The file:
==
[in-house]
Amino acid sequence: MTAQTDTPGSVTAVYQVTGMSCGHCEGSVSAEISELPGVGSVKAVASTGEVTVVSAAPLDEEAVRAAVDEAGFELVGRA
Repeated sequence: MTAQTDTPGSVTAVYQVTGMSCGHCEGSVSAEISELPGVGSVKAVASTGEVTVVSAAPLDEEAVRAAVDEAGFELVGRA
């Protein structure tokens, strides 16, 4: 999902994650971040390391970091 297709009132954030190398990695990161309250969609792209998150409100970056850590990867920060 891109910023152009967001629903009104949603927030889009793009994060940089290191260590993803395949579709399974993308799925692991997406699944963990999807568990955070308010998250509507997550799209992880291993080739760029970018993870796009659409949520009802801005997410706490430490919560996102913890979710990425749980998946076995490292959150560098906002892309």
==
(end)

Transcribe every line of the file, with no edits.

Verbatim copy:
[in-house]
Amino acid sequence: MTAQTDTPGSVTAVYQVTGMSCGHCEGSVSAEISELPGVGSVKAVASTGEVTVVSAAPLDEEAVRAAVDEAGFELVGRA
Repeated sequence: MTAQTDTPGSVTAVYQVTGMSCGHCEGSVSAEISELPGVGSVKAVASTGEVTVVSAAPLDEEAVRAAVDEAGFELVGRA
């Protein structure tokens, strides 16, 4: 999902994650971040390391970091 297709009132954030190398990695990161309250969609792209998150409100970056850590990867920060 891109910023152009967001629903009104949603927030889009793009994060940089290191260590993803395949579709399974993308799925692991997406699944963990999807568990955070308010998250509507997550799209992880291993080739760029970018993870796009659409949520009802801005997410706490430490919560996102913890979710990425749980998946076995490292959150560098906002892309």